By Lyn Dobrin
Sabi Sabi's Earth Lodge
The next morning, after a breakfast buffet overseen by Chef Sean Watson, we found our leopard again. He was in classic leopard position, draped over a tree branch, patiently waiting above two wart hog holes.
We didn’t find out if he got lunch that day because we moved on to watch other animals looking for a meal or working out turf issues.
An African hawk eagle, circling above, was dive bombed by drungos; wild dogs--not always seen on safari--were chased into the brush by zebras; and the hippo who lives near the lodge faced down a rhino, establishing his momentary superiority.
We had the rest of the day at leisure. Each of the 12 secluded suites has a private plunge pool and outdoor shower. The thick walls of our suite were made of earth with bits of straw and seeds throughout, the floors were a glossy dark red with scattered rugs and in the large bathroom was a tempting bathtub shaped like a giant oval coconut shell.
That night on safari, we watched a troop of two lionesses with eight youngsters as they hunted. We left before they had any success, ready for our own delicious dinner, served outdoors by candlelight.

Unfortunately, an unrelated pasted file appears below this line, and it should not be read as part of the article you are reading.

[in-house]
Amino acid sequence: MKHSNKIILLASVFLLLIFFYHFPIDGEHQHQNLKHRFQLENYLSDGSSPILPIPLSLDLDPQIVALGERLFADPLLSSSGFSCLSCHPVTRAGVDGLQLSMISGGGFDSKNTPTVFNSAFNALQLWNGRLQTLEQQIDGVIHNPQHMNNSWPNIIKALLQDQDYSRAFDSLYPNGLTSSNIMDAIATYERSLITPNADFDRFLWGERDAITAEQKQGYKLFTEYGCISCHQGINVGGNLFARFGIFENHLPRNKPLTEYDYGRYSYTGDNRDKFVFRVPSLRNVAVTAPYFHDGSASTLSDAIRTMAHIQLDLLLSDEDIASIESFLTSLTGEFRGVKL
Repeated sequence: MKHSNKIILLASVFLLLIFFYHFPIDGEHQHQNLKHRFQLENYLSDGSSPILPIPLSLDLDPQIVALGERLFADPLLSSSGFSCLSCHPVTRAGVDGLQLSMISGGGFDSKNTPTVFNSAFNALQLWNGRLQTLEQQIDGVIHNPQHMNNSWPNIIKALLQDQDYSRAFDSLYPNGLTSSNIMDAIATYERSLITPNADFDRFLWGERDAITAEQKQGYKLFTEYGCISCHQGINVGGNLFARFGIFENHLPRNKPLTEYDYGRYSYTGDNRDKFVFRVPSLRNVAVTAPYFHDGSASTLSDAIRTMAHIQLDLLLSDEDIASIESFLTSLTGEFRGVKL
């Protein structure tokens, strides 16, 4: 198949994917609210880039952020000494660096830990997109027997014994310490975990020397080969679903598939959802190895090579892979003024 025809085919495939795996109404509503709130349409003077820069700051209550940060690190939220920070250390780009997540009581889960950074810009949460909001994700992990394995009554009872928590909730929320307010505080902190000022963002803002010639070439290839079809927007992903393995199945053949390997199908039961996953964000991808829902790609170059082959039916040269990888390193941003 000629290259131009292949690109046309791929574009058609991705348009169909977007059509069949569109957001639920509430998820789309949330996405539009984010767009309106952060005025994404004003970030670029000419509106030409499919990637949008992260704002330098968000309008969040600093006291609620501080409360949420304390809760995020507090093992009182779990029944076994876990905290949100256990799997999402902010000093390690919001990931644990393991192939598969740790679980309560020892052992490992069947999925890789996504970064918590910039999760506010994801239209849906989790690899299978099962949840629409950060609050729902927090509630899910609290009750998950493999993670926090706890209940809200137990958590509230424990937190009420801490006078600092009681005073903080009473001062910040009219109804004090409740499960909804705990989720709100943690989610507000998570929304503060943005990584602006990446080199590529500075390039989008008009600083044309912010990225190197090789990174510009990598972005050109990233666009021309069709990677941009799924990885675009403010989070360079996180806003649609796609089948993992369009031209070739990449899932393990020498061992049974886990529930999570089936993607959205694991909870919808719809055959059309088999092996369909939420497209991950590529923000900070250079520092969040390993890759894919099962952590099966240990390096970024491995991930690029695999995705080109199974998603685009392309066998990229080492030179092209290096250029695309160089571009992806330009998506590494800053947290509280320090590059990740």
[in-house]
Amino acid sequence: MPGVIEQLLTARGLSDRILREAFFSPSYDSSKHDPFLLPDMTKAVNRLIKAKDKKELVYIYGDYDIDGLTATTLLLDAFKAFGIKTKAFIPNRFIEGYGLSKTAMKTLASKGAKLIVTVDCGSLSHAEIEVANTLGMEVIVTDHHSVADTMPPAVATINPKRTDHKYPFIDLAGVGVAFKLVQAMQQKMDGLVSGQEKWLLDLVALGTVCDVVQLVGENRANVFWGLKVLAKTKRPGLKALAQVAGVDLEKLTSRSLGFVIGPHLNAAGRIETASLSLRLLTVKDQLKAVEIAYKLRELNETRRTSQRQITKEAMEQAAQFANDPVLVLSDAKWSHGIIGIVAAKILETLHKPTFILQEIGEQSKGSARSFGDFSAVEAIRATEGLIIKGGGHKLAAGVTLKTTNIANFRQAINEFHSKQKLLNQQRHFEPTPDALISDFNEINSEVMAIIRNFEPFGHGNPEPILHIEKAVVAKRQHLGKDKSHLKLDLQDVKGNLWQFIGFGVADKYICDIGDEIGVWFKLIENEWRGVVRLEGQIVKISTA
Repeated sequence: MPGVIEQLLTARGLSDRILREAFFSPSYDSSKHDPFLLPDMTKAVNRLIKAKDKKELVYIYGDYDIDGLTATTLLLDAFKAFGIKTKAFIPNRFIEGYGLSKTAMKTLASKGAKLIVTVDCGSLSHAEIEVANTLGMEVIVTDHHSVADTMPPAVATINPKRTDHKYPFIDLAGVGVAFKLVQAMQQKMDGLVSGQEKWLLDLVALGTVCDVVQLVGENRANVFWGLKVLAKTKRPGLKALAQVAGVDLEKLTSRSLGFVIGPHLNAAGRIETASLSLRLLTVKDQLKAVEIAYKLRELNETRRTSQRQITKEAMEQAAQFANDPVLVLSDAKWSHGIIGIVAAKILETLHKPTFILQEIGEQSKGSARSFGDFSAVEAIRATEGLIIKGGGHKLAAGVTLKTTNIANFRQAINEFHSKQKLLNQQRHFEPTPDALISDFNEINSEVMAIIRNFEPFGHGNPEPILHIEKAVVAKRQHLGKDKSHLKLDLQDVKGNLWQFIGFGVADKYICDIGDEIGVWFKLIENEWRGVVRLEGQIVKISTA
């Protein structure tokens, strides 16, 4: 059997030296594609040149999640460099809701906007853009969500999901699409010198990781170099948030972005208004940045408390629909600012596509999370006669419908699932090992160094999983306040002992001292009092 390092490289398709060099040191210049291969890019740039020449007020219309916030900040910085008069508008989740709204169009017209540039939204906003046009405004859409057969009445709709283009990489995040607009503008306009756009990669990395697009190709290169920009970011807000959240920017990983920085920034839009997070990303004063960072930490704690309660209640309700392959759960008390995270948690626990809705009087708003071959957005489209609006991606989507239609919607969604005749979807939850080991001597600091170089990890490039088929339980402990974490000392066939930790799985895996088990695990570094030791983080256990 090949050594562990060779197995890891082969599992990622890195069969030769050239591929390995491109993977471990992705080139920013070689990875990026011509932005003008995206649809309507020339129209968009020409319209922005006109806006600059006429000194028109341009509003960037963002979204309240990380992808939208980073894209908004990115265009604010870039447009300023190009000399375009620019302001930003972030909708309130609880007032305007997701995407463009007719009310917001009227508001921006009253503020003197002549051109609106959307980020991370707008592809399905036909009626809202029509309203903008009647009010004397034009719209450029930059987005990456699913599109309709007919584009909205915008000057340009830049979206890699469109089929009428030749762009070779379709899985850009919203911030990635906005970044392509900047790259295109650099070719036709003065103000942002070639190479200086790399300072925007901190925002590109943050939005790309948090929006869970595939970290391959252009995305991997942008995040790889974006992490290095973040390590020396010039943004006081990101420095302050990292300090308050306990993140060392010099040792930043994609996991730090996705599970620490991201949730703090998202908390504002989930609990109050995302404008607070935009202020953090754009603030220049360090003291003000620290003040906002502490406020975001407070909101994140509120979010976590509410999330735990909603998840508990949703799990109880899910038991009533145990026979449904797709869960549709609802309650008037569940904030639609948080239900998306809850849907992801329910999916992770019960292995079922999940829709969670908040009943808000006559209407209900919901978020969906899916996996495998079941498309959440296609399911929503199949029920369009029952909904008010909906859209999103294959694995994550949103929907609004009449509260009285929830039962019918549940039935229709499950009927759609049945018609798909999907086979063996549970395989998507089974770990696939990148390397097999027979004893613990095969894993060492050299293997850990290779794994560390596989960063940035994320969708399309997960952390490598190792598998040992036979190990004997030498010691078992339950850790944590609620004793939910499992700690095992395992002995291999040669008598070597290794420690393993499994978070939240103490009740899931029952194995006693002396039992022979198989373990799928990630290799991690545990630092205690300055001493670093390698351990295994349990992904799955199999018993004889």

Singita's Ebony Lodge
After a few days, we moved on to Singita, staying at their Ebony Lodge. The impressive open air lounge is a successful blend of antique English and French furniture with vibrant African colors and textures. Singita, too, is an intimate experience with room for only 18 guests. It has received worldwide accolades, named World’s No.1 Destination by Condé Nast Traveler 2001/2002 and Best Resort in Africa, Condé Nast Traveler 2003.
On safari that afternoon we chatted with Bo Wilson, a Texan who now lives in Cape Town. This was Bo’s second visit to Singita. "I don’t rough it," he said. "The people are very friendly and helpful, and the food is terrific."
Dinner confirmed his assessment. Head chef Gary Coetzee prepares dishes inspired by African, Asian and European influences, taking advantage of local product such as lamb from the Karoo region, beef raised especially for the hotel and fabulous peaches from the Cape.
Our suite was very comfortable and very private. It was soothing to take a hot shower and look out through the glass shower wall and through the picture window in the bathroom over to the hill dotted with grazing zebra and wildebeest. Later on the porch next to our plunge pool, I spent a lovely hour trying my hand at a watercolor of the scene with the paints and paper thoughtfully supplied by the hotel.
The game viewing at Singita was as satisfying as that at Earth Lodge. We learned that impalas synchronize births so that all the females in a group (generally something like 30 females and one male) all give birth within 72 hours. This abundance of young makes for a better chance of survival after the predators have had their feast (McDonald's of the bush, we were told).